On Monday 28 November 2016 we held the official launch of the book The Story of the Shakespeare Club of Stratford-upon-Avon 1824-2016: Long life to the Club call’d “Shakspearean”, written by Susan Brock and Sylvia Morris.
It was an opportunity to celebrate the way the Club’s story is entwined with the history of the whole town and of some of its most important organisations. Several of them, including King Edward VI School, the Shakespeare Institute, and even the Swan of Avon Masonic Lodge were represented. The launch itself was held in the Shakespeare Birthplace Trust’s bookshop, where the book is now on sale. The Club’s closest link historically is with the SBT, as it first suggested the Birthplace should be protected by being taken out of private hands, then helped to fundraise for its purchase, and took responsibility for the building for nearly twenty years.
Our most honoured guest was Juliet Short, the current Mayor of Stratford-upon-Avon. It’s appropriate that she should have been there: she follows in the footsteps of Annie Justins, Stratford’s first woman mayor and ex officio president of the Shakespeare Club, shown on the cover of the book carrying the Club’s wreath in 1930.
From the earliest years of the Club, a number of members had also been on the Council, and it became the norm that the Mayor of the town should also be the President of the Club, this tradition only being abandoned in 1941 when it was decided that Presidents should be elected who were distinguished in the field of drama or literature.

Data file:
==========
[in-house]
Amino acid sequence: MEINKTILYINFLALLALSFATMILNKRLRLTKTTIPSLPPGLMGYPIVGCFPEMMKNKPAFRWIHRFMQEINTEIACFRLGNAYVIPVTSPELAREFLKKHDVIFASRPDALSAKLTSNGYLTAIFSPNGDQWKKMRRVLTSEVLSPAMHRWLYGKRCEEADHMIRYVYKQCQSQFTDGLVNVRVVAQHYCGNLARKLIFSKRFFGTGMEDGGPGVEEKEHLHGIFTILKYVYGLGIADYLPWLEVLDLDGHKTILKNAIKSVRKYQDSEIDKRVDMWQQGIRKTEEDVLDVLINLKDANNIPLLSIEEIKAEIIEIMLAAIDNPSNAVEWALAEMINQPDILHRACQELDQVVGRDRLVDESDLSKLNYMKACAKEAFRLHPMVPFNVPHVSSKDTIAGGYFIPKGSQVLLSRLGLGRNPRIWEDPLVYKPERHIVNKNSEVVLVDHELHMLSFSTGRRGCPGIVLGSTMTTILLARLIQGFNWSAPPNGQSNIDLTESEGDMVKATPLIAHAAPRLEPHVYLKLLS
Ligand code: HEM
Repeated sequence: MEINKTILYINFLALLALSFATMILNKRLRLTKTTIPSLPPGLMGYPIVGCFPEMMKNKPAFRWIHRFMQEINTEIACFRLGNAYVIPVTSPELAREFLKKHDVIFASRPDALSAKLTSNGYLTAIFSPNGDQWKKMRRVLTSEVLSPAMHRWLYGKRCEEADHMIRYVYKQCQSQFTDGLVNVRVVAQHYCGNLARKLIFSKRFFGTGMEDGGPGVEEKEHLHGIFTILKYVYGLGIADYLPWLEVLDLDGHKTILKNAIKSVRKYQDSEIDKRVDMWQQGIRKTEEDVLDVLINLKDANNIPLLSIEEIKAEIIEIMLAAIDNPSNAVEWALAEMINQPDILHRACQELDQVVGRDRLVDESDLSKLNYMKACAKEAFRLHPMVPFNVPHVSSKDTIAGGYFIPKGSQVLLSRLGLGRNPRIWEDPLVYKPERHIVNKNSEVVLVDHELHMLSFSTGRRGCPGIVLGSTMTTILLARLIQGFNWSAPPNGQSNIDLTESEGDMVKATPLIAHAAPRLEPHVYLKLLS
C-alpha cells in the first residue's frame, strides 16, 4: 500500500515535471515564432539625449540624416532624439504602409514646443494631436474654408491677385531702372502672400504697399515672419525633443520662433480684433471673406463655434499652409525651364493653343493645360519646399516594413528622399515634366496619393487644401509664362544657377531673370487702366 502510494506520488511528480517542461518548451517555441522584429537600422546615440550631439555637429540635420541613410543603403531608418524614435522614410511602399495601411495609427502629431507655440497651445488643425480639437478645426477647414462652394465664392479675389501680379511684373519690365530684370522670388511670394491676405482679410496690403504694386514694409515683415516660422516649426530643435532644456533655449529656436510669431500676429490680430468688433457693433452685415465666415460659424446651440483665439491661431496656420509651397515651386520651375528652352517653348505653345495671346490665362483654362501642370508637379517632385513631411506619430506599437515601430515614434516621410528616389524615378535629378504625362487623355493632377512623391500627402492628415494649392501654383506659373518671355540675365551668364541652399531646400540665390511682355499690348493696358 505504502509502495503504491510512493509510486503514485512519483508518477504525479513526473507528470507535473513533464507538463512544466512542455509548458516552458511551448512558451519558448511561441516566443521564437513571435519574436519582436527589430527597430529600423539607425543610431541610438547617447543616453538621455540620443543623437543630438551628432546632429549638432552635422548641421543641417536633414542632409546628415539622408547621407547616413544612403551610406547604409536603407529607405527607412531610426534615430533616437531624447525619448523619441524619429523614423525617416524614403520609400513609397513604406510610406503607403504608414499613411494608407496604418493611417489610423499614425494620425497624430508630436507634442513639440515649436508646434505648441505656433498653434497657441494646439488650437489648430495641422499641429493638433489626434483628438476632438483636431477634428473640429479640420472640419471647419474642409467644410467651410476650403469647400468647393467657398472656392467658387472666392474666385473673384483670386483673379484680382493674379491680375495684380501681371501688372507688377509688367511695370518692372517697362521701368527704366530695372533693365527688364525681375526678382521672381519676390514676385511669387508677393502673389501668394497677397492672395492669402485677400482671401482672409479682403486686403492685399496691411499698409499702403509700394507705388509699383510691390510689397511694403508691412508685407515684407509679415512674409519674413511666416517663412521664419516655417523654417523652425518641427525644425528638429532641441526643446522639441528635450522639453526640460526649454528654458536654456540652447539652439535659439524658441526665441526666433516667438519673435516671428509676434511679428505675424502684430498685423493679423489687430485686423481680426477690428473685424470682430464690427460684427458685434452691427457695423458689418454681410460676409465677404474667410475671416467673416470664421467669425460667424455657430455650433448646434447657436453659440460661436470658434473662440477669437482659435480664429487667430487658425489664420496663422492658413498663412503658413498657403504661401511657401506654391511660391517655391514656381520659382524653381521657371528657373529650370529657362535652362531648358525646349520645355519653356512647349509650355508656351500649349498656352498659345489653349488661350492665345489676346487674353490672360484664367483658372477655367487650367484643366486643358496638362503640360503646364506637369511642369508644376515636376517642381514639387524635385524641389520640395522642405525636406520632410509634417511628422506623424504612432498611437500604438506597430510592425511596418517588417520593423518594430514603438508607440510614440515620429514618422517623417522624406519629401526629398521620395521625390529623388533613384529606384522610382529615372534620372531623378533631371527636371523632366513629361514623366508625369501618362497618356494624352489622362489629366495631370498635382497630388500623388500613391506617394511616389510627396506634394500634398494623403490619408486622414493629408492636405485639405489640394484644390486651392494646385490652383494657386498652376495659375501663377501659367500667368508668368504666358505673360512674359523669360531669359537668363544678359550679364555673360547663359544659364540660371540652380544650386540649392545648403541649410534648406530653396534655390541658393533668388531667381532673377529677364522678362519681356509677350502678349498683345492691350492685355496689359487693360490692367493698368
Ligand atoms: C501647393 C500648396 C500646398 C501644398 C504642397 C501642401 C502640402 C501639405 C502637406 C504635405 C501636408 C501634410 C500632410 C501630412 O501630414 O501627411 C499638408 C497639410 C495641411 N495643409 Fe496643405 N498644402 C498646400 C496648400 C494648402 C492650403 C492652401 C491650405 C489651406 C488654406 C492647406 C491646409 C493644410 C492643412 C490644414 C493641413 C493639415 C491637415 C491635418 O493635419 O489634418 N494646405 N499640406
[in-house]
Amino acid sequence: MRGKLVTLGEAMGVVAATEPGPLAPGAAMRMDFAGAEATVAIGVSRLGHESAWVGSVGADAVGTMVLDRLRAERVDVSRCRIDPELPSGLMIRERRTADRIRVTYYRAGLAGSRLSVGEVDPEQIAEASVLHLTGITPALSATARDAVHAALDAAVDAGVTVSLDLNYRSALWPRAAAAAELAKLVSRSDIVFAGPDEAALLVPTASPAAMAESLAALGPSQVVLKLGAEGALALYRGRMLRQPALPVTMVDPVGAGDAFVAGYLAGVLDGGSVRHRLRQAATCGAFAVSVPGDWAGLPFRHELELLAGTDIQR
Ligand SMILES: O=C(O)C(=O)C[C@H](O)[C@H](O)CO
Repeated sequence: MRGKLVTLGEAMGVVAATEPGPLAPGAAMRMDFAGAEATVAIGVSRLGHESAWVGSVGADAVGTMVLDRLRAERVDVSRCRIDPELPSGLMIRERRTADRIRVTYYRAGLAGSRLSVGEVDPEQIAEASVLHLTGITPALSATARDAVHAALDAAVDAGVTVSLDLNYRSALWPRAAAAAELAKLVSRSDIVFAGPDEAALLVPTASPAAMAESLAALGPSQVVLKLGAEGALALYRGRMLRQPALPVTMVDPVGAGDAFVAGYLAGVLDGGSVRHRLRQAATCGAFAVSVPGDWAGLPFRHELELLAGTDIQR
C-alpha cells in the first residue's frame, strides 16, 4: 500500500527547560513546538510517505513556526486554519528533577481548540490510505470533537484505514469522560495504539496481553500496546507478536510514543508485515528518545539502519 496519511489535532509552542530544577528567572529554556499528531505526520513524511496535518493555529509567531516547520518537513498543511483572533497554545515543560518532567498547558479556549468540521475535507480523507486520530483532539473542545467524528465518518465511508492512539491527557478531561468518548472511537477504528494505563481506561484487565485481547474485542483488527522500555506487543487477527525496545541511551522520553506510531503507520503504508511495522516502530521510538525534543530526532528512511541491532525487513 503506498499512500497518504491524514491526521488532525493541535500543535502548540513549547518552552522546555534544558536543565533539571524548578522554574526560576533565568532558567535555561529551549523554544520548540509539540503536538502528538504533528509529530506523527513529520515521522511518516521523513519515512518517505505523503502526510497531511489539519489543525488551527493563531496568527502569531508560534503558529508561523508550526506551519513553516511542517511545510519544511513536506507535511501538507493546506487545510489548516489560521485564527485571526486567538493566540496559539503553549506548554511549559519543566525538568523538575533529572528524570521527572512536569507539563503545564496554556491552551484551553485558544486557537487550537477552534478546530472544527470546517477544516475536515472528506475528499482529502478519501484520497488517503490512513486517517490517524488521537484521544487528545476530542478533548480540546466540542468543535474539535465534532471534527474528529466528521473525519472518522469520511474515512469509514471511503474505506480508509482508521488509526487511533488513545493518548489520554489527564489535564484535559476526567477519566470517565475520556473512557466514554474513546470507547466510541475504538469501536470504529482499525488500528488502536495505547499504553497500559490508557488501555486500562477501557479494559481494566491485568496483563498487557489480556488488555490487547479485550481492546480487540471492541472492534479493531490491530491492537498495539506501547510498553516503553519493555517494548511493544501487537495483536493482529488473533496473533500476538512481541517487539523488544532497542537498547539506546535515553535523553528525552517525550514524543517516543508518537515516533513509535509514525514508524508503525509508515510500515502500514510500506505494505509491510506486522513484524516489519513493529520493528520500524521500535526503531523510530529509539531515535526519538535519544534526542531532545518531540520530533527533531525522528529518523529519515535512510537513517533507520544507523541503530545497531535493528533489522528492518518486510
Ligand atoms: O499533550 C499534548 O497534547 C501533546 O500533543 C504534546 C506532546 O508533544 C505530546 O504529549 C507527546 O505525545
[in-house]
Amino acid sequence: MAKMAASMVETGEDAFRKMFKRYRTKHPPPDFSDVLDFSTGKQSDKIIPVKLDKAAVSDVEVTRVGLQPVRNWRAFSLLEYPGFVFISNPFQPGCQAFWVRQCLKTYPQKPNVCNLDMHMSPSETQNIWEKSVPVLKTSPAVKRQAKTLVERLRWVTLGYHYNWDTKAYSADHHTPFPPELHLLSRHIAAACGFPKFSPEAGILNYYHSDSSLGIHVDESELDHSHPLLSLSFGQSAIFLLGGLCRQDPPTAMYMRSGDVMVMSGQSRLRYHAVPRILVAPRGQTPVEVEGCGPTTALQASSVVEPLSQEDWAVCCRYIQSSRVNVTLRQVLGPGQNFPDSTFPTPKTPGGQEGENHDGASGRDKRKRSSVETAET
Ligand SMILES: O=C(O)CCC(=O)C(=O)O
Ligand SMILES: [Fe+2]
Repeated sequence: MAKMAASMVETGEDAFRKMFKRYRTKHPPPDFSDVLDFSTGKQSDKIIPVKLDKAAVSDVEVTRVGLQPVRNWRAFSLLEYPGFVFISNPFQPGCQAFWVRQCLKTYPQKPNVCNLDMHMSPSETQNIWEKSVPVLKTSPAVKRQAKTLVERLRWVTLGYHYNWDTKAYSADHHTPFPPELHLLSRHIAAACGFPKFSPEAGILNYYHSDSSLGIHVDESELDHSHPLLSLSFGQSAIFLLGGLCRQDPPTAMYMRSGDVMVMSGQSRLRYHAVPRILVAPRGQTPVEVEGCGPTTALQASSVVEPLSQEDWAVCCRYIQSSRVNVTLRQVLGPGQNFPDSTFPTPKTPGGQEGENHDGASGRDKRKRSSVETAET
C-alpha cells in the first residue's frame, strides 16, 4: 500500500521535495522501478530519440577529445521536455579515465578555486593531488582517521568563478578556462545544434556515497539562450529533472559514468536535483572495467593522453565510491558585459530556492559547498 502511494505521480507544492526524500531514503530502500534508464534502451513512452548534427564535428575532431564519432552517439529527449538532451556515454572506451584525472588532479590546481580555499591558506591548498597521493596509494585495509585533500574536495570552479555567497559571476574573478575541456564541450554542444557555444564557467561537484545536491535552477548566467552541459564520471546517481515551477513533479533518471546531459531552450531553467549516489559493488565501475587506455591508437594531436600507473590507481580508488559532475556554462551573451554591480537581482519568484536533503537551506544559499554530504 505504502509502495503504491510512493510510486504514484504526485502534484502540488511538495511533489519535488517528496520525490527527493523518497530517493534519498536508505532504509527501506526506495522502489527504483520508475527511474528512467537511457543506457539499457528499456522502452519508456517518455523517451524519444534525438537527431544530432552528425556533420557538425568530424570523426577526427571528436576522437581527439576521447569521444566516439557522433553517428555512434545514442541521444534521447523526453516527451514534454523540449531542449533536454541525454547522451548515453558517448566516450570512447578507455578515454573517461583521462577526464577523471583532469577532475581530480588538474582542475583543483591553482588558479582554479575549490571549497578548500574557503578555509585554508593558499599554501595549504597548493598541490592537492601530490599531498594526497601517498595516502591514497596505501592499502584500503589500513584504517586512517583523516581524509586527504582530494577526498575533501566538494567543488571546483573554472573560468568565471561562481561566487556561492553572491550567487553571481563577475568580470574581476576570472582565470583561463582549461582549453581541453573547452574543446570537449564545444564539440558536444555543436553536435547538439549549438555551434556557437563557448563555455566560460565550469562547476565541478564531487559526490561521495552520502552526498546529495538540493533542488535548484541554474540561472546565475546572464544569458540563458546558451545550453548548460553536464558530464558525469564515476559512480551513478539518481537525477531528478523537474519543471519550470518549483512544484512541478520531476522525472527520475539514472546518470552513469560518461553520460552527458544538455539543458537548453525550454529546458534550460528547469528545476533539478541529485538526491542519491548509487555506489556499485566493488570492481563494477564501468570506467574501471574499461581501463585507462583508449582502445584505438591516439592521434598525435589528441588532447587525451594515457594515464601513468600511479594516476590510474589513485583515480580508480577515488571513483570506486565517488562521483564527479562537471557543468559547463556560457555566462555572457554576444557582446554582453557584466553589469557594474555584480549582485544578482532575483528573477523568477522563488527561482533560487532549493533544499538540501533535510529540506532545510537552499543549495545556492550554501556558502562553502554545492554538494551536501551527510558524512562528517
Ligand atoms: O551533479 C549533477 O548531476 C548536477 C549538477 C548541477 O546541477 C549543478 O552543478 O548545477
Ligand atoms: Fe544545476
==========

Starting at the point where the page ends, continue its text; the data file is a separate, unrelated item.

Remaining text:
Club was also associated with the Council through the use of the Town Hall. Just two years after its foundation at the Falcon Inn, in 1826, the Club first held its grand dinner to celebrate Shakespeare’s birthday in the Town Hall, the main room of which was known as Shakespeare’s Hall. The Hall continued to be used for this purpose until well into the twentieth century, and monthly meetings were also held there from 1845 until 1874.
Being situated centrally in the town centre, the Town Hall was always highly visible during the Birthday Celebrations organised by the Club. During the early years of the twentieth century elaborate street decorations were put up in the main thoroughfares, the Town Hall being decorated with cartoons of the Seven Ages of Man in black and gold frames. These were painted by the young Bruce Bairnsfather who went on to be a hugely successful artist during World War 1.
In 1908 it was reported that “The chief incident of the day was, of course, the floral procession, …headed by the Grammar School boys, the Mayor of Stratford,…the members of the Shakespeare Club, and the visitors… in the afternoon the members of the Shakespeare Club held a reception in the Town Hall to which the visitors were welcomed by the Mayor”.
So the book may help to reconnect the Club with the other venerable organisations in Stratford-upon-Avon that together made the town the centre of the worldwide celebration of Shakespeare’s life and works. To find out more, go to the Club’s website . Copies are available via the SBT bookshop or may be purchased directly from the Club.